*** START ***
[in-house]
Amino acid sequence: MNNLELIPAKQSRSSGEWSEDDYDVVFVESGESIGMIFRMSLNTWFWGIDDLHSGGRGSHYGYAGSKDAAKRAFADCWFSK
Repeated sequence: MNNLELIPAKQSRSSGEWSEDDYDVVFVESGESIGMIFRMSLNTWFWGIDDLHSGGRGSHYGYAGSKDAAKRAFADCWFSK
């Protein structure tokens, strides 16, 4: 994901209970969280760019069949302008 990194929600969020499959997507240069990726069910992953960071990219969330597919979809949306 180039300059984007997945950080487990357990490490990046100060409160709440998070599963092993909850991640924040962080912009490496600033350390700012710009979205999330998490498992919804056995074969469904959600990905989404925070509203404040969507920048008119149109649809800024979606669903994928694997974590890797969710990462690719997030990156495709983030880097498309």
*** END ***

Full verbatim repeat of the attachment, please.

[in-house]
Amino acid sequence: MNNLELIPAKQSRSSGEWSEDDYDVVFVESGESIGMIFRMSLNTWFWGIDDLHSGGRGSHYGYAGSKDAAKRAFADCWFSK
Repeated sequence: MNNLELIPAKQSRSSGEWSEDDYDVVFVESGESIGMIFRMSLNTWFWGIDDLHSGGRGSHYGYAGSKDAAKRAFADCWFSK
């Protein structure tokens, strides 16, 4: 994901209970969280760019069949302008 990194929600969020499959997507240069990726069910992953960071990219969330597919979809949306 180039300059984007997945950080487990357990490490990046100060409160709440998070599963092993909850991640924040962080912009490496600033350390700012710009979205999330998490498992919804056995074969469904959600990905989404925070509203404040969507920048008119149109649809800024979606669903994928694997974590890797969710990462690719997030990156495709983030880097498309």